Posted on 22 May, 2017

Do I Need to Take Dietary Supplements?

By Jacob Andreae in Nutrition, Performance, Lifestyle Do I Need to Take Dietary Supplements?

[Image source: National Geographic]

The dietary supplement industry is predicted to be worth over one hundred billions dollars and is expected to double over the next five years. Once only for the body building community and elite athletes, dietary supplements are now a common item on the shopping list for business people, stay-at-home parents and weekend warriors.

Dietary supplements are no replacement for a poor diet.

I remember asking an exercise physiologist at an institute of sport about taking supplements. It was in the early 2000’s when the industry wasn’t nearly as big but it seemed like everyone in my circle was taking them to be bigger, stronger and better at sport. This was also a time when I was training really hard. His response to me was to make my own. He said, “get a bag of milk powder and mix enough with water to make a cup, and combine that with a banana and a tablespoon of honey. There, you’ve got your supplement”.

I was a little bit shocked and a big bit disappointed. I wanted to take the supplements my friends were taking to get the results the product was claiming I would get. How would milk, banana and honey do that for me? And if it could, why wasn’t I already receiving those benefits? After all, they were already part of my regular diet.

I realised later that he was suggesting that no supplement would do anything if I didn’t have my basic nutrition right first. Dietary supplements are no replacement for a poor diet. They supplement an already strong diet with nutrients that might be lacking for whatever reason. Secondly, he was suggesting that supplements are not necessary if you are getting all the nutrients you require from your food, especially for someone who was not an elite athlete looking to gain that 0.5% improvement in athletic performance.

Dietary supplements can be beneficial. Elite athletes looking for a slight improvement in their performance or individuals with a nutrient deficiency, for whatever reason, may benefit highly from supplementing their diet with some key nutrients. Knowing what nutrients are lacking, if at all, is essential though. The body cannot use nutrients it is already sufficient in and any excess is an expensive donation to your local sewage farm.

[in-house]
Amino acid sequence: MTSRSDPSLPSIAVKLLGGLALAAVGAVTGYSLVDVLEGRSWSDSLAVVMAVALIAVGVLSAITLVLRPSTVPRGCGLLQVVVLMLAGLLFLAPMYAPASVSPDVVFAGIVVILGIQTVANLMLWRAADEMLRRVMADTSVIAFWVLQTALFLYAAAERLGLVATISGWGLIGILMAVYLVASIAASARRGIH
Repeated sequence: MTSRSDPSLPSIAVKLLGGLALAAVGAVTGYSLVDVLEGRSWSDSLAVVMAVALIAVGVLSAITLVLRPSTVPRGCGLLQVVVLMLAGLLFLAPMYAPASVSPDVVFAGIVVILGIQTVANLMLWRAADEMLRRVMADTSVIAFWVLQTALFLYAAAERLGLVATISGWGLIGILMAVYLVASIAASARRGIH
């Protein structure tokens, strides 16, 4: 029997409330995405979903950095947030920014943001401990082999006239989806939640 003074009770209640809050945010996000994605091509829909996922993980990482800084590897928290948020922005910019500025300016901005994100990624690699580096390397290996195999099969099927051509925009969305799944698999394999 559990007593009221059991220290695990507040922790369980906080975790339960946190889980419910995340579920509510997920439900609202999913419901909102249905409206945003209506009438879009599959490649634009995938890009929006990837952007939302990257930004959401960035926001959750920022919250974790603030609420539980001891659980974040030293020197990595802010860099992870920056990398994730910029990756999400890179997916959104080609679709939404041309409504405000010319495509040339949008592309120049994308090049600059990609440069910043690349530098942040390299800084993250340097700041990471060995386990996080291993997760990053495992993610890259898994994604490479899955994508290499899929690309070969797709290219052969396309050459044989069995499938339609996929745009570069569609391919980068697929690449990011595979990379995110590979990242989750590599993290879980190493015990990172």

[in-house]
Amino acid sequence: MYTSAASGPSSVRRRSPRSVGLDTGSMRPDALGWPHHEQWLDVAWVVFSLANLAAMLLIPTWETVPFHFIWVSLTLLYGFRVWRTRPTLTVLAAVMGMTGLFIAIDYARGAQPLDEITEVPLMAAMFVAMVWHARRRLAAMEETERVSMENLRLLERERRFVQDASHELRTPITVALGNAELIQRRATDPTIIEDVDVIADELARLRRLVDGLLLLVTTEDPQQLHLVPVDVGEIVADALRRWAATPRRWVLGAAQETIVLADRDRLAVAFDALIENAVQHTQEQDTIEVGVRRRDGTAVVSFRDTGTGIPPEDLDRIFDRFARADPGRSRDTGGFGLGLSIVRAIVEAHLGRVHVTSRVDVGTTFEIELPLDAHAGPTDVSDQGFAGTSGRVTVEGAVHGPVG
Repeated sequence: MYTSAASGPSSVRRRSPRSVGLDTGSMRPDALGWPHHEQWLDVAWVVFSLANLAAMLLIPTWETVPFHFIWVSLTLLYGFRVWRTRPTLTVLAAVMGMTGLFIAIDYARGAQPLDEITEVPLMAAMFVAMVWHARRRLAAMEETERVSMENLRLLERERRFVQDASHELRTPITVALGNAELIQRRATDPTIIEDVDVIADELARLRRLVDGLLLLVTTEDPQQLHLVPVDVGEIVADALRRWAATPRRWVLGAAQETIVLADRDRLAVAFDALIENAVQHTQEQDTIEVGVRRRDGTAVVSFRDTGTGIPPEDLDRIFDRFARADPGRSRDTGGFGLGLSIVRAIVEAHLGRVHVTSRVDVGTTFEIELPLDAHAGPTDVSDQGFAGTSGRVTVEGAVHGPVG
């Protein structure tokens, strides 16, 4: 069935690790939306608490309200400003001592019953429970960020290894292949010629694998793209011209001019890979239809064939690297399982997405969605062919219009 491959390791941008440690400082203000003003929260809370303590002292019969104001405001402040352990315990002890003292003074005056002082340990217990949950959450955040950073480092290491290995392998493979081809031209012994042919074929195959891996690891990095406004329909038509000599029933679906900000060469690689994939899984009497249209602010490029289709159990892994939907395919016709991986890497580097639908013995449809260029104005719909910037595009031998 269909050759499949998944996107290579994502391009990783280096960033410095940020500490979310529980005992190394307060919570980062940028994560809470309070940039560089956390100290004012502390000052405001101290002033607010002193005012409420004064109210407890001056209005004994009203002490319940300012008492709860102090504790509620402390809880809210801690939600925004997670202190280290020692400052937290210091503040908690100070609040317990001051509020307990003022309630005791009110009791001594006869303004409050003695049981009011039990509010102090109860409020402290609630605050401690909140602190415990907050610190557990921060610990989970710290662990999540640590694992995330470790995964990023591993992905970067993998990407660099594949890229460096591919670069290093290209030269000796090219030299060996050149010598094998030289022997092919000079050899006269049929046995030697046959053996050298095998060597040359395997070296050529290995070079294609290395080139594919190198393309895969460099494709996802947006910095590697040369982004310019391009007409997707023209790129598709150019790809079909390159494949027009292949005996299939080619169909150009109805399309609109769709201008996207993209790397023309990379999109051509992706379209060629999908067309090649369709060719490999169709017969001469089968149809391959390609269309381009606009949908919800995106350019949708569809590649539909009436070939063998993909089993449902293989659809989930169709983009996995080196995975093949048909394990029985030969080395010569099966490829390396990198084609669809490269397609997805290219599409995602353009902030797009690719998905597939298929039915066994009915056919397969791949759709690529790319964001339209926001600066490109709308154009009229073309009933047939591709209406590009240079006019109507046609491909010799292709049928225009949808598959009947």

Over the years, I’ve become more and more aversive to anything that isn’t real food. I’ve become even more wary of supplements this year since having to complete several Australian Sports Anti-doping Authority (ASADA) training courses. This is my responsibility as a National Institute Network (NIN) employee. That’s the network made up of State Institute of Sports (SIS) and Academies (SAS) that work together with the Australian Institute of Sport (AIS) to deliver high quality training environments. That training really opened my eyes up to how unregulated the supplement industry can be and the false claims that can be made on product packaging.

Part of the reason the network marketing style of dietary supplements is so popular, and to an extent successful, is that it solves the problem that many people say they have with weight loss and being healthy — staying on track. When you start doing something new, you are essentially creating a new routine. If you understand how routines work you can understand how staying on track can be a challenge when it’s new. Routines where you take something away, such as food, are the hardest routines to stick. However, routines where you add something, such as a supplement, are much easier to abide to. When you start doing something, it is easier to stick with it as opposed to when you stop doing something.

Dietary supplements can be beneficial. In most cases, that is elite athletes searching for a minimal but important improvement in athletic performance or individuals who are lacking essential vitamins and minerals and who can’t get those nutrients from eating real food. Usually there is a medical condition that causes this. For now, I’ll be sticking with teaching people to eat real food, including lots of fresh or frozen organic vegetables, coupled with regular activity and educating them on the psychology of their routines because as the saying goes, teach a man to fish and you feed him for life.

Why have you taken dietary supplements in the past?

About Jacob Andreae

About Jacob Andreae

I write and speak about Fitness, Nutrition and Mindset. 

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Do I Need to Take Dietary Supplements?A quick start guide to losing weight and staying on track. Learn the strategies I use to eat and move for optimal health. Includes worksheets to enhance your motivation, commitment and discipline, along with a sample eating plan and exercise program.